The second National Survey of Child and Adolescent Well-Being (NSCAW II) conducted a study of child welfare investigations closed between February 2008 and April 2009, which included 5,873 children ranging in age from birth to 17.5 years in 83 counties nationwide. The study found that, “taken together, 60.9 percent of NSCAW II children 11 to 17 years old showed some risk of either a behavioral/emotional or substance use problem, … (and) some need for behavioral health services…This need was significantly greater among children living in informal kin care (78.1 percent) or in a group home or residential treatment program (73.9 percent) than children living in formal kin care (46.6 percent) or foster care (53.5 percent).”
An even bigger dilemma presents when kids are emancipated, or age out, of foster care. These children don’t just disappear or immediately become out-standing citizens when they leave; many face a lifetime of hardship. The Child Trends Data Bank reported that, “[a]ccording to the only national study of youth aging out of foster care…50 percent had used illegal drugs, and 25 percent were involved with the legal system. Preparation for further education and career was also a problem for these young people. Only 48 percent of foster youth who had “aged out” of the system had graduated from high school at the time of discharge, and only 54 percent had graduated from high school two to four years after discharge. As adults, children who spent long periods of time in multiple foster care homes were more likely than other children to encounter problems such as unemployment, homelessness, and incarceration, as well as to experience early pregnancy.”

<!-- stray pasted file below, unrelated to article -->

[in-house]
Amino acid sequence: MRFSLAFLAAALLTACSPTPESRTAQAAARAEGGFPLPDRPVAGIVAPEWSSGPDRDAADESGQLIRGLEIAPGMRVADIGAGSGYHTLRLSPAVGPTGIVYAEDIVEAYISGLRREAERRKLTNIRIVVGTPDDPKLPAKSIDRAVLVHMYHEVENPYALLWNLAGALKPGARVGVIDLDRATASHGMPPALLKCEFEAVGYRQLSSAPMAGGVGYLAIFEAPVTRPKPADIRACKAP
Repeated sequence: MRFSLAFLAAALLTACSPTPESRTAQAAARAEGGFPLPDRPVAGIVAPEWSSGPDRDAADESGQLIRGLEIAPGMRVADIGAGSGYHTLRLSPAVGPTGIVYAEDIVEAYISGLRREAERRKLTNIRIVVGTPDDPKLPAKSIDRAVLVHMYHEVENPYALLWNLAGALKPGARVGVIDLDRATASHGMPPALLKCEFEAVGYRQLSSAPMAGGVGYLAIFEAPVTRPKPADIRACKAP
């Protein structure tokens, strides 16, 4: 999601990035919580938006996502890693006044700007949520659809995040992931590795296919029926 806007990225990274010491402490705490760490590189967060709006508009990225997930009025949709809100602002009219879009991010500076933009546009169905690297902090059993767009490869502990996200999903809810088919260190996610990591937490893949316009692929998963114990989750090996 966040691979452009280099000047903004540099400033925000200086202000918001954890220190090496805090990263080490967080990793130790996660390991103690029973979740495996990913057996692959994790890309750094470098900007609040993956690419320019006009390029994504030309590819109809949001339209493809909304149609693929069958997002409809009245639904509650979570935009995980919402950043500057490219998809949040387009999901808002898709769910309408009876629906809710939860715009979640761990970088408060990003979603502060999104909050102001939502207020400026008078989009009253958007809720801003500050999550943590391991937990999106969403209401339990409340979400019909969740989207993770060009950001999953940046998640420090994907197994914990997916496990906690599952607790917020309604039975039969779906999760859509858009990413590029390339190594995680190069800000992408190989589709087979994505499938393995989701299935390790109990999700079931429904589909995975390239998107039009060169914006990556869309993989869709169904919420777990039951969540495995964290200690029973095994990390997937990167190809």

Along with lack of education, drug abuse and homelessness, pimps/human traffickers seem to prey on those in and once in foster care. A recent article from Think Progress followed human trafficking in America and found, according to head of the state’s trafficking task force, that 70 percent of prostitution victims are foster care youth. The majority of these girls had been sexually abused before and many were runaways from abusive homes.
The world is a scary, scary place. With this flawed, privatized system, there is no piece of mind for someone who is willing to give up a child. There will forever be a lingering feeling of ‘what happened to my baby?’ With such a shaky system, is it really possible for the state to handle another 86,817 children? This amendment isn’t just about the fetus or the mother; it is also about the overall impact of a child left to the state. Yes, this article looks past the immediate arguments for or against abortion, but I feel it is important it is for informed citizens to consider future implications of their votes. If you want to protect the fetus, make sure to protect the child.